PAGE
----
So much for being retail’s comeback kid.
J.C. Penney (JCP) on Friday reported weak holiday season sales, becoming the latest department store chain to disappoint investors with a lackluster performance despite forecasts for the best Christmas period for retail overall in years.
The retailer said comparable sales, which include e-commerce and sales at stores open at least a year, fell 0.8% in November and December. Penney’s report comes two days after Kohl’s (KSS)and Macy’s (M) each reported that comparable sales fell 2.1% over the holidays, and Sears (SHLD) said they fell 13%. Penney’s holiday numbers were all the more disappointing given its strong performance a year earlier.
Penney shares were down 5% to $7.56 in premarket trading, continuing a 7% decline on Thursday when many retail stocks plunged.
The poor results showcase department stores’ ongoing struggles to keep shoppers who are now less apt to visit several stores when they go to a mall, buy clothes online or at discount chains like TJX’s (TJX)T.J. Maxx, or shop for beauty products at booming specialty chains like (ULTA)Ulta Beauty.
In the case of Penney—which has been outperforming its immediate rivals in the last two years as it claws its way back to health from a disastrous effort five years ago to become hipper—the results are particularly disappointing given its big moves to stand out from other department stores. Penney has resumed selling appliances after 33 years, as part of its efforts to be less reliant on apparel, as well as get more bang for its buck in its home areas. It has also rebranded many of its beauty sales, the largest such chain in the U.S., and continues to expand its popular Sephora beauty shops.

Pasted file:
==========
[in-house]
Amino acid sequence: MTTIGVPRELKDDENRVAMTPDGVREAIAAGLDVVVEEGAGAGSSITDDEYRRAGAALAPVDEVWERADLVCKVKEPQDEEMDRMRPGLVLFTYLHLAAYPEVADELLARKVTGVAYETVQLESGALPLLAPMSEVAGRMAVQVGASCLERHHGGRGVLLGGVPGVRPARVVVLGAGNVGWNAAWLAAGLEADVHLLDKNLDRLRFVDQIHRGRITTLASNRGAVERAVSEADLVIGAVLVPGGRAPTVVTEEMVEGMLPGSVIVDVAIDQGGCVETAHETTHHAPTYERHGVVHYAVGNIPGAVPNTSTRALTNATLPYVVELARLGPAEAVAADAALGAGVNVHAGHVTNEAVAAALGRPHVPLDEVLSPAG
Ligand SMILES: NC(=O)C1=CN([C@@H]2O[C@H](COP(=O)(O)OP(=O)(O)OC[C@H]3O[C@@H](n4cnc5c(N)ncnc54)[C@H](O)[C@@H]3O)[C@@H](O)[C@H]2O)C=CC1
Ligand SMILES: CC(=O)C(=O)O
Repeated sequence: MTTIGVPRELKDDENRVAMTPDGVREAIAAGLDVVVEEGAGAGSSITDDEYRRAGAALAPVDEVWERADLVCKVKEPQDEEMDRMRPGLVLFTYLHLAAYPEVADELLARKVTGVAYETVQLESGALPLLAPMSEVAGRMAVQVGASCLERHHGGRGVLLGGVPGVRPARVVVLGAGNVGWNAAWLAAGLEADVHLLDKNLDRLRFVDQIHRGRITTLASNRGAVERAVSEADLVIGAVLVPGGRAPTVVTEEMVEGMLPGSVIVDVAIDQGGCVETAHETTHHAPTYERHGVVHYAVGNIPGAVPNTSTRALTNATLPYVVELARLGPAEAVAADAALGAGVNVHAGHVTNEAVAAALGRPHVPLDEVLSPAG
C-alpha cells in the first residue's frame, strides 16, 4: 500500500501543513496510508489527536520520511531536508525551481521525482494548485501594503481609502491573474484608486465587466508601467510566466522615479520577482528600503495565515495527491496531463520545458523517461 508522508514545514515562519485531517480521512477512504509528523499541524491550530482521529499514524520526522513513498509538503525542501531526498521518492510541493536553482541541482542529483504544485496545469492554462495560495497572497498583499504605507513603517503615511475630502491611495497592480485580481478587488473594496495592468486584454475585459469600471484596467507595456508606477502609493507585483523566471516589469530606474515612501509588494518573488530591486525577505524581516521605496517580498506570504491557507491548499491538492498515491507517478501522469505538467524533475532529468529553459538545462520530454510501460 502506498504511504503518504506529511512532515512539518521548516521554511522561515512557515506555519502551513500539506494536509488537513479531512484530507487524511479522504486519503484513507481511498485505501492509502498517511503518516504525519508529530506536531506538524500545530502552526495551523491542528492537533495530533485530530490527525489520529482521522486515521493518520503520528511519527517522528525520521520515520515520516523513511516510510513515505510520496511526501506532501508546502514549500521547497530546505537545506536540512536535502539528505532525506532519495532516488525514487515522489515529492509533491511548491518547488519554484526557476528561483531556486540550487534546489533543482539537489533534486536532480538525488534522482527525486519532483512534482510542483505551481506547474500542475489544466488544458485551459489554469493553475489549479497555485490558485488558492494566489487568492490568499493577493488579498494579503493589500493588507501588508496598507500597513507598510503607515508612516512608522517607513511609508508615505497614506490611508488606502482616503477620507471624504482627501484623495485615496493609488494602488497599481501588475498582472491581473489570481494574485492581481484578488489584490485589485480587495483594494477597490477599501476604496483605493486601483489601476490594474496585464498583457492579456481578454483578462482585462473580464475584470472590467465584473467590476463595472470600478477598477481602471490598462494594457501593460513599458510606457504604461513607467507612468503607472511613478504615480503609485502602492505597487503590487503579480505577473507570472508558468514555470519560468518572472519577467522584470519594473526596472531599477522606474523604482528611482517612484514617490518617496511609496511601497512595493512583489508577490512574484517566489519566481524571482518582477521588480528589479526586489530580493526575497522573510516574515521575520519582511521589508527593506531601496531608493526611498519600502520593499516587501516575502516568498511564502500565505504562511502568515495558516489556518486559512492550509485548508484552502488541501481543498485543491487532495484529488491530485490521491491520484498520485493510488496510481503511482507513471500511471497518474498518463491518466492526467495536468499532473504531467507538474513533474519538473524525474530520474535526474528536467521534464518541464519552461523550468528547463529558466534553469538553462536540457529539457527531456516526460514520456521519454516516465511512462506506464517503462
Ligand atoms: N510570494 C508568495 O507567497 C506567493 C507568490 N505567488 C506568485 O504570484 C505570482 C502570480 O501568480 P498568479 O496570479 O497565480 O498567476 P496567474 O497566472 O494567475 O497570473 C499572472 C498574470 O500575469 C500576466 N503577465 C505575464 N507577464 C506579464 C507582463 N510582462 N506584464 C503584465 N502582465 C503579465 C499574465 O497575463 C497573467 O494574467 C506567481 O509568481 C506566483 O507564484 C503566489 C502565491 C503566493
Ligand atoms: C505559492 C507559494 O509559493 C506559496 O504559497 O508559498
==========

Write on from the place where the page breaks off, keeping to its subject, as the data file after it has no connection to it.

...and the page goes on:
J.C. Penney Chief Executive Marvin Ellison put the blame on a slow start to the season and said in a statement that things improved as the holiday period progressed. “The first three weeks of November proved to be challenging in stores, consistent with the trends in the broader retail industry,” he said.
On the positive side, Penney did well with appliances, Sephora and jewelry, and online sales grew by a double-digit percentage. And the company said it is still on track for a profit of $1 billion for the fiscal year ending this month.
Still, the holiday season decline comes after Penney reported sales drops, albeit modest ones, in the first and third fiscal quarters of the year, suggesting there are larger problems at work than a slow start to November—namely that Penney is not immune to the problems buffeting the department store sector. And more importantly, it is not seizing the opportunity to steal much market share from its struggling rivals.